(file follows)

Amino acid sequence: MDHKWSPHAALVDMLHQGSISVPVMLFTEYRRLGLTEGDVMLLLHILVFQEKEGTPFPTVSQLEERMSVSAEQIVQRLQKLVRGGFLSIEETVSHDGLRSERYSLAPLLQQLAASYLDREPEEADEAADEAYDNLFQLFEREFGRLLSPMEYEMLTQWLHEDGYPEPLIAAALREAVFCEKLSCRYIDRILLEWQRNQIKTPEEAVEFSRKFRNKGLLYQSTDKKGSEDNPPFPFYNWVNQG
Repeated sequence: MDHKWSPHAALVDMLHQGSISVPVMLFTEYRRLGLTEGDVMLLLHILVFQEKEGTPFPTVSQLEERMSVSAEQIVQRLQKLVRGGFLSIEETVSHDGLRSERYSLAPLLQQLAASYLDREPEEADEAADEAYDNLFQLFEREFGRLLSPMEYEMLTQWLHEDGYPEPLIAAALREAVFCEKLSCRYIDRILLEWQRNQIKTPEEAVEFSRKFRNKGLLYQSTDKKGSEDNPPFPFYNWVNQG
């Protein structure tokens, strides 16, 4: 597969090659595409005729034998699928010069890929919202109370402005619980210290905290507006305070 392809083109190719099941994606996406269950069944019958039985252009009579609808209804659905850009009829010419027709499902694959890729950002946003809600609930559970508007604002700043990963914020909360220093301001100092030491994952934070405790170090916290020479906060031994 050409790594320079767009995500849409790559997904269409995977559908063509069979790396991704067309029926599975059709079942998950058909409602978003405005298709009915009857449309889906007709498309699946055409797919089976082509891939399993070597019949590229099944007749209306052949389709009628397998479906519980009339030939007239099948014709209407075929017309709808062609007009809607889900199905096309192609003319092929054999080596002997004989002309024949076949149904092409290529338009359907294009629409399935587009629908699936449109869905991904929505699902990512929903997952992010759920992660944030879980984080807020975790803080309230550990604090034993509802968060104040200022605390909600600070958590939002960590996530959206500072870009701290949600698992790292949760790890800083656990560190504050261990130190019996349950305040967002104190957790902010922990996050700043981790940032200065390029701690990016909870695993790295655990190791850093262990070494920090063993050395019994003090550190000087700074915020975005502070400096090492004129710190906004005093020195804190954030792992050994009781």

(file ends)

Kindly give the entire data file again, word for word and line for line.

Amino acid sequence: MDHKWSPHAALVDMLHQGSISVPVMLFTEYRRLGLTEGDVMLLLHILVFQEKEGTPFPTVSQLEERMSVSAEQIVQRLQKLVRGGFLSIEETVSHDGLRSERYSLAPLLQQLAASYLDREPEEADEAADEAYDNLFQLFEREFGRLLSPMEYEMLTQWLHEDGYPEPLIAAALREAVFCEKLSCRYIDRILLEWQRNQIKTPEEAVEFSRKFRNKGLLYQSTDKKGSEDNPPFPFYNWVNQG
Repeated sequence: MDHKWSPHAALVDMLHQGSISVPVMLFTEYRRLGLTEGDVMLLLHILVFQEKEGTPFPTVSQLEERMSVSAEQIVQRLQKLVRGGFLSIEETVSHDGLRSERYSLAPLLQQLAASYLDREPEEADEAADEAYDNLFQLFEREFGRLLSPMEYEMLTQWLHEDGYPEPLIAAALREAVFCEKLSCRYIDRILLEWQRNQIKTPEEAVEFSRKFRNKGLLYQSTDKKGSEDNPPFPFYNWVNQG
């Protein structure tokens, strides 16, 4: 597969090659595409005729034998699928010069890929919202109370402005619980210290905290507006305070 392809083109190719099941994606996406269950069944019958039985252009009579609808209804659905850009009829010419027709499902694959890729950002946003809600609930559970508007604002700043990963914020909360220093301001100092030491994952934070405790170090916290020479906060031994 050409790594320079767009995500849409790559997904269409995977559908063509069979790396991704067309029926599975059709079942998950058909409602978003405005298709009915009857449309889906007709498309699946055409797919089976082509891939399993070597019949590229099944007749209306052949389709009628397998479906519980009339030939007239099948014709209407075929017309709808062609007009809607889900199905096309192609003319092929054999080596002997004989002309024949076949149904092409290529338009359907294009629409399935587009629908699936449109869905991904929505699902990512929903997952992010759920992660944030879980984080807020975790803080309230550990604090034993509802968060104040200022605390909600600070958590939002960590996530959206500072870009701290949600698992790292949760790890800083656990560190504050261990130190019996349950305040967002104190957790902010922990996050700043981790940032200065390029701690990016909870695993790295655990190791850093262990070494920090063993050395019994003090550190000087700074915020975005502070400096090492004129710190906004005093020195804190954030792992050994009781």